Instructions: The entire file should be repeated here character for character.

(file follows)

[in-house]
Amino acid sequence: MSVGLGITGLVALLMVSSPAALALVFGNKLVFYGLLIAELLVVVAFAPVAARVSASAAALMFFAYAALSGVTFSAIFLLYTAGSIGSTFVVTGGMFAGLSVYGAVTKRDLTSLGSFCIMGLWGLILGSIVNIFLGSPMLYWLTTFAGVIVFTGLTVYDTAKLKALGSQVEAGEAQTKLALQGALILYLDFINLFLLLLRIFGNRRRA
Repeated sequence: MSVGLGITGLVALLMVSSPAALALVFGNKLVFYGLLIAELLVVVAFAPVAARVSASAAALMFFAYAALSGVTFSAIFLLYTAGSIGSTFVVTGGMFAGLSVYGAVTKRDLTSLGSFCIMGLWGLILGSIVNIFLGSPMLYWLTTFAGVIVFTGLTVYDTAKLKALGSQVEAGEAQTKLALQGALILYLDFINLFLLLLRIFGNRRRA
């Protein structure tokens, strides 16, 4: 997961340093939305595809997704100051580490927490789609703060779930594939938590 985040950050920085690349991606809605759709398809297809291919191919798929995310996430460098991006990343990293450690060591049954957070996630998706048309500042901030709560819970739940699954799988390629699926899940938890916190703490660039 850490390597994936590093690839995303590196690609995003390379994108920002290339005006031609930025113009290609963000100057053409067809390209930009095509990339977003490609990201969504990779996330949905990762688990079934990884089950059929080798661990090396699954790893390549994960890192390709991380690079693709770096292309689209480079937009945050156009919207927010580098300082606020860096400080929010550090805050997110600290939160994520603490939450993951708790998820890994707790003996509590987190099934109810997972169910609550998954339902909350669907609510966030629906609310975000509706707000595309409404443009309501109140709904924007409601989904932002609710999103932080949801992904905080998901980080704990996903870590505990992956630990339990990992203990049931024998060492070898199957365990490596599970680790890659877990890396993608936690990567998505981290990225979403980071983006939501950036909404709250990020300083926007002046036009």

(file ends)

[in-house]
Amino acid sequence: MSVGLGITGLVALLMVSSPAALALVFGNKLVFYGLLIAELLVVVAFAPVAARVSASAAALMFFAYAALSGVTFSAIFLLYTAGSIGSTFVVTGGMFAGLSVYGAVTKRDLTSLGSFCIMGLWGLILGSIVNIFLGSPMLYWLTTFAGVIVFTGLTVYDTAKLKALGSQVEAGEAQTKLALQGALILYLDFINLFLLLLRIFGNRRRA
Repeated sequence: MSVGLGITGLVALLMVSSPAALALVFGNKLVFYGLLIAELLVVVAFAPVAARVSASAAALMFFAYAALSGVTFSAIFLLYTAGSIGSTFVVTGGMFAGLSVYGAVTKRDLTSLGSFCIMGLWGLILGSIVNIFLGSPMLYWLTTFAGVIVFTGLTVYDTAKLKALGSQVEAGEAQTKLALQGALILYLDFINLFLLLLRIFGNRRRA
């Protein structure tokens, strides 16, 4: 997961340093939305595809997704100051580490927490789609703060779930594939938590 985040950050920085690349991606809605759709398809297809291919191919798929995310996430460098991006990343990293450690060591049954957070996630998706048309500042901030709560819970739940699954799988390629699926899940938890916190703490660039 850490390597994936590093690839995303590196690609995003390379994108920002290339005006031609930025113009290609963000100057053409067809390209930009095509990339977003490609990201969504990779996330949905990762688990079934990884089950059929080798661990090396699954790893390549994960890192390709991380690079693709770096292309689209480079937009945050156009919207927010580098300082606020860096400080929010550090805050997110600290939160994520603490939450993951708790998820890994707790003996509590987190099934109810997972169910609550998954339902909350669907609510966030629906609310975000509706707000595309409404443009309501109140709904924007409601989904932002609710999103932080949801992904905080998901980080704990996903870590505990992956630990339990990992203990049931024998060492070898199957365990490596599970680790890659877990890396993608936690990567998505981290990225979403980071983006939501950036909404709250990020300083926007002046036009």